A series where we take a #lookback at the stories and history of our community, brought to you by Mick Pryor, Financial Advisor with Edward Jones.

On the morning of June 19th 1954, a shot rang out in the US Senate office building. Wyoming Senator, Lester Hunt was found slumped at his desk with a self-inflicted bullet wound to his head. Earlier that morning, a police officer had noticed the Senator carrying a .22 rifle and offered to hold it while Hunt juggled other packages, and an elevator operator had noticed it under his coat. Neither man dreamed of confronting or questioning a US senator. He was from Wyoming after all. Who was Senator Lester Hunt, and why did he take his own life?

Lester Hunt was born in Edgar county Illinois in 1892.  He put himself through dental school and after graduating in 1917 moved to Lander, Wyoming and set up a dental practice.  He served in the US army from 1917 to 1919 and then returned to Lander and his dental practice. He married Nathelle Higby and they had two children, Eloise born in 1922 and Lester Jr. born in 1928.

Hunt ran for representative in the Wyoming House of Representatives for Fremont County as a Democrat in 1933 and was swept into office on Franklin Roosevelt’s coattails. He served as Wyoming Secretary of State for eight years from 1935 to 1943. As Secretary of State, he commissioned the Bucking Horse and Rider that adorns the Wyoming license plate.  In those days the design was so popular when Wyoming drivers left the state their license plates were frequently stolen. They were popular collector’s items. Hunt also found the original State constitution and the first bill passed by the Territorial Legislature giving women the right to vote. These two documents had been misplaced for years.

Lester Hunt served as governor of Wyoming from 1943 to 1949. One of his main focuses was to support the war effort and help returning soldiers reenter society. He also started a retirement system for teachers, and tried but failed to pass a retirement system for state workers as well.

Hunt was elected to the US Senate in 1948 defeating an incumbent by a wide margin. As a US Senator Lester locked horns with Wisconsin senator, Joseph McCarthy. McCarthy headed a movement to root out communists and homosexuals from the military and the civil service. McCarthy’s Red Scare and the Lavender Scare ruined many careers in Washington D.C. and Hollywood. Hunt campaigned hard for a law to restrict congressional immunity thus allowing citizens to sue members of congress for slander. This made Senator Hunt a prime target for McCarthy and his followers.

On June 9th 1953, Lester Hunt’s son, Lester Jr. or “Buddy” was arrested by a male undercover vice officer for soliciting prostitution in Lafayette Park. Ordinarily, for a first time offense this matter would have been handled quietly, but Republican supporters of McCarthy heard of the Buddy’s arrest and were determined to use it to their political advantage. McCarthy’s cronies tried to blackmail Senator Hunt into resigning his office, with the senate was split 47 to 47 and with a Republican governor Hunt’s resignation would have switched the balance of power in the Senate. Hunt refused to resign and Buddy’s case was taken to trial. Buddy was convicted, but it was not widely publicized.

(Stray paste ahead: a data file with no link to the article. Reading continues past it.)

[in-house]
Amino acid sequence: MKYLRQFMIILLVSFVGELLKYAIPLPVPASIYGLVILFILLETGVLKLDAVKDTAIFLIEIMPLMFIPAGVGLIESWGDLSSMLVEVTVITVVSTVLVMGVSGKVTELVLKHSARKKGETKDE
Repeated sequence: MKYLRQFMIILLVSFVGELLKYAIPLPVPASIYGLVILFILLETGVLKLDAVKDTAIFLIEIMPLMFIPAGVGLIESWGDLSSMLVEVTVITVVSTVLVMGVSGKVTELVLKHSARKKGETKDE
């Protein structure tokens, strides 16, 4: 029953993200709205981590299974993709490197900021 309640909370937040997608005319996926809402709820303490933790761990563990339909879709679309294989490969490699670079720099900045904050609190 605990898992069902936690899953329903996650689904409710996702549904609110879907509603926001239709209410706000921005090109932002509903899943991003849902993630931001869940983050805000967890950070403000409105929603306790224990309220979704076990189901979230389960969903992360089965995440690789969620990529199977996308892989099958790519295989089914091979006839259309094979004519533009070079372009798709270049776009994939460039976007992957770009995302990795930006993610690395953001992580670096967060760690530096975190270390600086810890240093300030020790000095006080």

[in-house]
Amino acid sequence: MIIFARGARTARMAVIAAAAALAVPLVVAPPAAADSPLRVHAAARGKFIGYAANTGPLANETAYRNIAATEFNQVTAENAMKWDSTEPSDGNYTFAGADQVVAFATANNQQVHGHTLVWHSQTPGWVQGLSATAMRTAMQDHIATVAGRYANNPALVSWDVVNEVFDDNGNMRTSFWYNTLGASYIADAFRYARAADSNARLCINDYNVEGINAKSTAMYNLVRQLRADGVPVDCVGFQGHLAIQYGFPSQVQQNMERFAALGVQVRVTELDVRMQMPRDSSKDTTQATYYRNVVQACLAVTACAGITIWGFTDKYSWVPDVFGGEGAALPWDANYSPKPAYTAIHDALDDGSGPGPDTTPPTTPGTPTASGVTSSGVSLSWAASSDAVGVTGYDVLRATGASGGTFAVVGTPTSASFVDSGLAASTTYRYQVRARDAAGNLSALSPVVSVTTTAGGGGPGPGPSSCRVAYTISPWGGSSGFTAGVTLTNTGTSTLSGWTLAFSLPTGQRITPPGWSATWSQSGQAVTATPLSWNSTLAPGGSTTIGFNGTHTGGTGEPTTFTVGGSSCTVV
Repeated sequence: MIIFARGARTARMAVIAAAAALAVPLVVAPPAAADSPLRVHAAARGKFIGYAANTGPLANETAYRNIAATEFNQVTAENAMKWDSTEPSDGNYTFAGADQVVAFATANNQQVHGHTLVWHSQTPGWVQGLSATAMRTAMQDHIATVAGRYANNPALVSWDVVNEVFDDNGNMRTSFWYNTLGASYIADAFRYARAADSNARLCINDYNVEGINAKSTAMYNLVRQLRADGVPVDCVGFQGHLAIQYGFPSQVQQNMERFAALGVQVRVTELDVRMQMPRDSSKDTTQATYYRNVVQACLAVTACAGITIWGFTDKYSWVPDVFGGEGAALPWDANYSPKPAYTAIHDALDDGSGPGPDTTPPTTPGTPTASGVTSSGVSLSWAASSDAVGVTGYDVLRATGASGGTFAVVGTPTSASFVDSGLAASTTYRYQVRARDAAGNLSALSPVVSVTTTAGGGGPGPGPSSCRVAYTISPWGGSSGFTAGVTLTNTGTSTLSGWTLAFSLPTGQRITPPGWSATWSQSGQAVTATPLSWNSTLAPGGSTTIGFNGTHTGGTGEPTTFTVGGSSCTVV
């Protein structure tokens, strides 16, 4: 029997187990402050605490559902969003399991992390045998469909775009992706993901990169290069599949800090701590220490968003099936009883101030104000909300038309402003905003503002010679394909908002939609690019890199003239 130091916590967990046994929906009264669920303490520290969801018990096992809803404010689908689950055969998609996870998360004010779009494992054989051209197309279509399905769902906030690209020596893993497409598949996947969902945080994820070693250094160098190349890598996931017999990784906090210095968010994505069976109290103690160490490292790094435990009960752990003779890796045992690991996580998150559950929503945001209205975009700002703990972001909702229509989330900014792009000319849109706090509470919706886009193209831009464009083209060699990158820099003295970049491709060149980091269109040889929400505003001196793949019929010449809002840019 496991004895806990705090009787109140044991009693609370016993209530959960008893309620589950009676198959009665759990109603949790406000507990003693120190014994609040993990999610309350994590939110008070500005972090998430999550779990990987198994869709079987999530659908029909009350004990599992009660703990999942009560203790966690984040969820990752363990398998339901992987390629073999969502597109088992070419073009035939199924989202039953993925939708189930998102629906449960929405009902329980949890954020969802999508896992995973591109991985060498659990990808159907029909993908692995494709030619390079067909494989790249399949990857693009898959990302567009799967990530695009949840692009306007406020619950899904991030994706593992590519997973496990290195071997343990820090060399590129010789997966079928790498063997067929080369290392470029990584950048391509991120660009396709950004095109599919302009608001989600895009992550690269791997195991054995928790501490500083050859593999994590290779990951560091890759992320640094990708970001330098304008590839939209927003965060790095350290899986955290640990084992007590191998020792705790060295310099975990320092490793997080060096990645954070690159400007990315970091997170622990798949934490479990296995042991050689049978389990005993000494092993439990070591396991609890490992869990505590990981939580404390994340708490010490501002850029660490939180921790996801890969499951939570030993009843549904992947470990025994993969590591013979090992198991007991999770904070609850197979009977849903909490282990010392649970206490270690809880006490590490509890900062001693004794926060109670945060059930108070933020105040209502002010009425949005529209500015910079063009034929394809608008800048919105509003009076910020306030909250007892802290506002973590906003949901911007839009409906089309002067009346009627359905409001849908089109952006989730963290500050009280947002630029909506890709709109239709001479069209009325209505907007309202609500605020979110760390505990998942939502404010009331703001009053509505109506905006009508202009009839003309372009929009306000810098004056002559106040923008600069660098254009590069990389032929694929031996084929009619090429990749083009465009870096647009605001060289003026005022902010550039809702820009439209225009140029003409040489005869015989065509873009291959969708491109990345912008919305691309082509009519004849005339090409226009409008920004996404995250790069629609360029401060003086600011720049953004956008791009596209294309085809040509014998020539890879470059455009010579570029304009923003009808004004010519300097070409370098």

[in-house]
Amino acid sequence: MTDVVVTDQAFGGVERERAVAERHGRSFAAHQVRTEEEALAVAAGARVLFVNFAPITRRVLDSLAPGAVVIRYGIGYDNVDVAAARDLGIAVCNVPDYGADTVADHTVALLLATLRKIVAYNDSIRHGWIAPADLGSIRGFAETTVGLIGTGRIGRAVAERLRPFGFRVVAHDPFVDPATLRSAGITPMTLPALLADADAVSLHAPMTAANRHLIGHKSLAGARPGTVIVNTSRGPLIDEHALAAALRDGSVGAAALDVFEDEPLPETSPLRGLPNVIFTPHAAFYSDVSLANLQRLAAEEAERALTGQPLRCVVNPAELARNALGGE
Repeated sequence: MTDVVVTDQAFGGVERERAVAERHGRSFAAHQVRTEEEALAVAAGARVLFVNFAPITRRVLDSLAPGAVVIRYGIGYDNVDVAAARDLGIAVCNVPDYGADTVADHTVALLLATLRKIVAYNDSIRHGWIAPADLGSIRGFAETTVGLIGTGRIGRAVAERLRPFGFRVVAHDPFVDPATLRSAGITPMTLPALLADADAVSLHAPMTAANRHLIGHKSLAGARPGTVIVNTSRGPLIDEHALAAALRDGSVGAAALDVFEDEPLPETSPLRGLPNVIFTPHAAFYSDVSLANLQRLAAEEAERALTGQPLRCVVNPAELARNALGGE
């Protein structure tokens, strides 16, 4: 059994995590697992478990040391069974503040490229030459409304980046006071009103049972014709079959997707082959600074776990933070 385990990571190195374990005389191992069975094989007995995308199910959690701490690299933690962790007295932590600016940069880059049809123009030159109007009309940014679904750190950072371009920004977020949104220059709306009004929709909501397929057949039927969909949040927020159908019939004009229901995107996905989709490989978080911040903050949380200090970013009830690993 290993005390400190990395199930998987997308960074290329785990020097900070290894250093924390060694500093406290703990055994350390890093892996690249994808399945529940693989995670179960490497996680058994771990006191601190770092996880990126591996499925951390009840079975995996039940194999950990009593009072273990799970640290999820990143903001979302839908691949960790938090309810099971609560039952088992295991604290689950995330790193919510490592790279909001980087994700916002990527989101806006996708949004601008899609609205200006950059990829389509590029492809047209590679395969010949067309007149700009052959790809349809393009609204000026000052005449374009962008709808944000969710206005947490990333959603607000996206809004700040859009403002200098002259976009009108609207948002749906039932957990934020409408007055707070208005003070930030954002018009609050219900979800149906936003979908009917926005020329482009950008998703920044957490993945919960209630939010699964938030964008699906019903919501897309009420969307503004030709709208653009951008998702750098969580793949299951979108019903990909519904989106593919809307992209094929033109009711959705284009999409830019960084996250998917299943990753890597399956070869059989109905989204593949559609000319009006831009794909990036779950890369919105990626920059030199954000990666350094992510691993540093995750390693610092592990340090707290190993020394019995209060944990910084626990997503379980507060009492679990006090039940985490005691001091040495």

Next, McCarthy’s cronies tried to blackmail Senator Hunt into not running for reelection. They threatened to distribute 25,000 leaflets to Wyoming voters outlining Buddy’s conviction. The day before Hunt’s suicide, McCarthy publicly accused an unknown senator of “just plain wrong doing.” Hunt may have thought he could protect his family from damaging publicity by committing suicide.

Soon after Senator Hunt’s suicide, the Senate censured McCarthy. His involvement in the suicide of Lester Hunt added to the damage of McCarthy’s reputation and contributed to the end of his reign of terror.

In a mock trial in 2013 with former governor Dave Freudenthal acting as prosecutor, Joseph McCarthy and his cronies were “found guilty of a variety of charges including blackmail and causing bodily injury.” The mock trial coincided with the publication of “Dying for Joseph McCarthy’s Sins” a book by Rodger McDaniel about the Lester Hunt Story.

Lester Hunt is buried in Cheyenne. The town of Lander honored their favorite son, Lester Hunt by naming the municipal airport Hunt Field.

Next up for the Fremont County Museums

March 14, 6:30pm at the Riverton Museum “Carol L. Deering: Havoc & Solace Poems from the Inland West”

Wyoming Community Bank Discovery Speakers Series

April 11, 7pm at the Pioneer Museum, “Lander in 1919”

Wyoming Community Bank Discovery Speakers Series

April 13, 2pm at the Riverton Museum, “Paint a Birdhouse”

Bailey Tire/Pit Stop Children’s Exploration Series

April 13, 10am at the Pioneer Museum, “Noble Hotel Walking Tour”

Wind River Visitors Council Adventure Trek Series

The Dubois Museum, the Pioneer Museum in Lander and the Riverton Museum need your financial support. In the current economic environment the museums are more reliant than ever on donations from the private sector to continue to provide the quality programs, collections management, exhibits and services that have become their hallmark over the last four years. Please make your tax deductible contribution to be used specifically for the benefit of the museum of your choosing by sending a check to Fremont County Museums 450 N 2nd Rm 320 or taking it directly to the museum you choose to support.